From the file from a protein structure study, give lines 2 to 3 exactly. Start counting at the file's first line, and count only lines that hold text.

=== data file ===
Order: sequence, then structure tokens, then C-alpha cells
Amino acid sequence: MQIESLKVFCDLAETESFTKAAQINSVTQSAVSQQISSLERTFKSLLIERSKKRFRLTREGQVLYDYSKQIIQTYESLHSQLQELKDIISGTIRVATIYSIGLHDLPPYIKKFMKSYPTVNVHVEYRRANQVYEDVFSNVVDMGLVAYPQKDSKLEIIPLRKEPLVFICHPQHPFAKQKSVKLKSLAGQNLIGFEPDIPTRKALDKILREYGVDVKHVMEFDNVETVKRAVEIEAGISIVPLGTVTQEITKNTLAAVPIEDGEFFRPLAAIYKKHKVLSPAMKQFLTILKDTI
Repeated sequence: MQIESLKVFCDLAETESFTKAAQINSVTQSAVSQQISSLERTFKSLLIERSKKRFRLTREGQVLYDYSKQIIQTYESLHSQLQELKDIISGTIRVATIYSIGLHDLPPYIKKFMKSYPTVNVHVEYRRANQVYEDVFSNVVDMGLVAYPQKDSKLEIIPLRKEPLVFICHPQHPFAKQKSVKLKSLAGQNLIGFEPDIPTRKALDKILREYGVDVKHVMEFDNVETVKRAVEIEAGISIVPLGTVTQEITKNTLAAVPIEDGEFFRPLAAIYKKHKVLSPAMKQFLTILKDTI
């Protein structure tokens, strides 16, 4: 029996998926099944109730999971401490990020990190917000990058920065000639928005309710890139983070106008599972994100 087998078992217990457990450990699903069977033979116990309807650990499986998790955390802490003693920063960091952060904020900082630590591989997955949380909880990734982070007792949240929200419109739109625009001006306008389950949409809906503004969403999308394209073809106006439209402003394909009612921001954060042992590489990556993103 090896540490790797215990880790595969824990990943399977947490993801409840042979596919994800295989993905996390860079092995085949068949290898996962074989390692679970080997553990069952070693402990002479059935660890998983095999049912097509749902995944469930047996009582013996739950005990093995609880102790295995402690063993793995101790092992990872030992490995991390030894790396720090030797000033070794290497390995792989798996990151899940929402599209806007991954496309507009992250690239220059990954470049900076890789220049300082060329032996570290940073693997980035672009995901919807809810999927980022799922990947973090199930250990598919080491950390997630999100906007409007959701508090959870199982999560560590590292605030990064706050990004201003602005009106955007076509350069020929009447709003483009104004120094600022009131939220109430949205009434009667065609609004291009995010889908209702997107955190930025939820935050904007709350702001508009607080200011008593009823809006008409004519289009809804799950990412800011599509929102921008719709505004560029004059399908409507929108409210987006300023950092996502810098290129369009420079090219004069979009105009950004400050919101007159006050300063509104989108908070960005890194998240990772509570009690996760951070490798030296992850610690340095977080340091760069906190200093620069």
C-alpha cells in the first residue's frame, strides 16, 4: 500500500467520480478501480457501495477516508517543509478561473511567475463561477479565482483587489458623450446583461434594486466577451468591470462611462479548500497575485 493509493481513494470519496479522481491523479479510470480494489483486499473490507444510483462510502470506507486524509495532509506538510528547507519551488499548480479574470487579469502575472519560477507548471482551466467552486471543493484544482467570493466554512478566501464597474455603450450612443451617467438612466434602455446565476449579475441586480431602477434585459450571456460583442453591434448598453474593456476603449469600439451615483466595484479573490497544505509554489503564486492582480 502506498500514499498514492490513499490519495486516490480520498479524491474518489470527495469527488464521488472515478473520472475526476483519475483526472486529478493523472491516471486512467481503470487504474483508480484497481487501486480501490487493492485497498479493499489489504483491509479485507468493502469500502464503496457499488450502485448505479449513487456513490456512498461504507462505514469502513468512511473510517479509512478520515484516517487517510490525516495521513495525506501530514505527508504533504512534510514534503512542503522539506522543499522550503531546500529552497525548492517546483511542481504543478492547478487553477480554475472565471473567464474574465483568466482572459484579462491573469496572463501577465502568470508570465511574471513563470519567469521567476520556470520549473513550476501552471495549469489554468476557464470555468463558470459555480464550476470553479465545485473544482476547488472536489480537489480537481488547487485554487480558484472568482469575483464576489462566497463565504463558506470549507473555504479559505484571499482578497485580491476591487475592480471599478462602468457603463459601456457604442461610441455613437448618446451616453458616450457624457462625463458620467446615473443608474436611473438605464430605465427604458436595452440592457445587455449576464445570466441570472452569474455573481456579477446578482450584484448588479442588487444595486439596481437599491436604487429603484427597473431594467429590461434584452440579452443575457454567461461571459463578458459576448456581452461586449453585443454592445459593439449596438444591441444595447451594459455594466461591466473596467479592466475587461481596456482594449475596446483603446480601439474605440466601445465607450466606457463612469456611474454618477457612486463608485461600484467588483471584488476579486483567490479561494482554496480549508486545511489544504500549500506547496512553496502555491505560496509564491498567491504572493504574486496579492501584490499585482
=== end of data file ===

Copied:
Amino acid sequence: MQIESLKVFCDLAETESFTKAAQINSVTQSAVSQQISSLERTFKSLLIERSKKRFRLTREGQVLYDYSKQIIQTYESLHSQLQELKDIISGTIRVATIYSIGLHDLPPYIKKFMKSYPTVNVHVEYRRANQVYEDVFSNVVDMGLVAYPQKDSKLEIIPLRKEPLVFICHPQHPFAKQKSVKLKSLAGQNLIGFEPDIPTRKALDKILREYGVDVKHVMEFDNVETVKRAVEIEAGISIVPLGTVTQEITKNTLAAVPIEDGEFFRPLAAIYKKHKVLSPAMKQFLTILKDTI
Repeated sequence: MQIESLKVFCDLAETESFTKAAQINSVTQSAVSQQISSLERTFKSLLIERSKKRFRLTREGQVLYDYSKQIIQTYESLHSQLQELKDIISGTIRVATIYSIGLHDLPPYIKKFMKSYPTVNVHVEYRRANQVYEDVFSNVVDMGLVAYPQKDSKLEIIPLRKEPLVFICHPQHPFAKQKSVKLKSLAGQNLIGFEPDIPTRKALDKILREYGVDVKHVMEFDNVETVKRAVEIEAGISIVPLGTVTQEITKNTLAAVPIEDGEFFRPLAAIYKKHKVLSPAMKQFLTILKDTI